Don't assume that the email address your query was sent from will suffice. Your query may be downloaded to a PC or an external e-reader for reading later or printed off, and without your details included on the query it's going to be difficult to get in touch. Your name and email address are the most important details: ensure these are on every document you send.



5. Format your document as requested


Double-spaced and justified is industry standard, but some publishers will have extra requirements, such as sans serif fonts, PDF only or Word only, or extra indentations or spacing. Some publishers prefer to have all aspects of your query -- extract, cover letter, synopsis -- included in one document while others prefer it separate. Pay attention to the submission requirements: sending your query contrary to how the publisher has asked to receive it implies that either you didn't read the guidelines before submitting or that you're too stubborn to change how you want to submit.


6. Include the information asked for -- and nothing else


If a publisher or agent asks for three chapter, don't send the full manuscript. If they want to read more, they will contact you: don't force your novel onto them. If they ask for a 500-word synopsis, don't include a 2,000-word one. Some manuscripts, typically those entered in competitions, require all entries to go in blind, so double check your headers that no details are still lurking.



7. Track your Queries


If your queries are sent through Submittable, great! You have a way of tracking your submission and an easy way of staying in touch. However, must queries are sent through email, and some even require a hard copy to be sent through the post. If this is the case, then you're going to need a document to monitor where your submissions are and when you can expect to hear back from them.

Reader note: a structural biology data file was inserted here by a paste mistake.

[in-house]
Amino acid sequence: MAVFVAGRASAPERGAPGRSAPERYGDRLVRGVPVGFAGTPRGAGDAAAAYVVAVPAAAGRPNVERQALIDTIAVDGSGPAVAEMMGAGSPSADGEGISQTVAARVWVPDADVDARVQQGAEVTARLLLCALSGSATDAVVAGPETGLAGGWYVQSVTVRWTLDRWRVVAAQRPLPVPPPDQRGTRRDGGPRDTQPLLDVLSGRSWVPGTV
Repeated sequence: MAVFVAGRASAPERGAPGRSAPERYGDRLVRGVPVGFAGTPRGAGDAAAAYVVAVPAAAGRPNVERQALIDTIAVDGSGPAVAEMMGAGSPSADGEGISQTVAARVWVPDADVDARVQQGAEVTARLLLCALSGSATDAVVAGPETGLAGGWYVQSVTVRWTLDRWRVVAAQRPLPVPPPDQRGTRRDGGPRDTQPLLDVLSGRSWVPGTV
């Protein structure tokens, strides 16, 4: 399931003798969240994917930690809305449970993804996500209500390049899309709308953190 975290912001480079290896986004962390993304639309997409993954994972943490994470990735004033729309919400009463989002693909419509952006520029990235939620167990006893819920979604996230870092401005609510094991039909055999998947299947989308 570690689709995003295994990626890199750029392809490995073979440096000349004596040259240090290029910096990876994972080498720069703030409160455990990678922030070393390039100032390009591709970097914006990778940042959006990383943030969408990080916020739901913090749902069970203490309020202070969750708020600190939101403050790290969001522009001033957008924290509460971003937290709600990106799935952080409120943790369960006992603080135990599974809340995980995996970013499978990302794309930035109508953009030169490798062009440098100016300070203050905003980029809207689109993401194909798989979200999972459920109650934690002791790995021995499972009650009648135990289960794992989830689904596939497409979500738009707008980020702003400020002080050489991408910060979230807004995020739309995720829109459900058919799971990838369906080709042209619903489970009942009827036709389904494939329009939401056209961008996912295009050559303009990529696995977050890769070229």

Excel is good for the basic details -- name, date, response time -- but I prefer Word for a bit more detail. My standard format is something like this:


Publisher's name


Date: 06/10/2018


Response time: 6-8 weeks (can query after 1st December 2018). This is important, because you don't want to be hassling publishers within two weeks to ask if they've read your query yet, but if it starts to fall outside of their response time then it's worth following up to make sure it hasn't been forgotten or lost.


Query

Where my query was sent, typically to an email address but sometimes through a form, which I'll include the link to.


I then copy and paste my cover letter or the answers I have on the online form. By the time publishers get back to you, you may have forgotten what it was you loved about them or why you thought you'd work well together: keeping a copy of your query is the best way to keep track of that.



8. Be patient


It can be frustrating waiting for a reply from the publishers you've queried. After all, it takes less than half an hour to read a query, right? The thing is, the majority of a publisher's time is took up with dealing with their existing authors -- whether that's editing, negotiating, promoting, printing, supplying, or any other aspect of a successful business -- and reading submissions is often done when they have some free time.


Pay attention to the publisher's response time and when you sent your query as in point 7. so that you have a distinct point when you can follow up.


The most important thing is to not wait around for some news, desperately refreshing your inbox. Once you've sent your manuscript out into the word, get started on your next. You don't need to wait for success before pushing on with your next project.

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© 2019 Laura Maria Grierson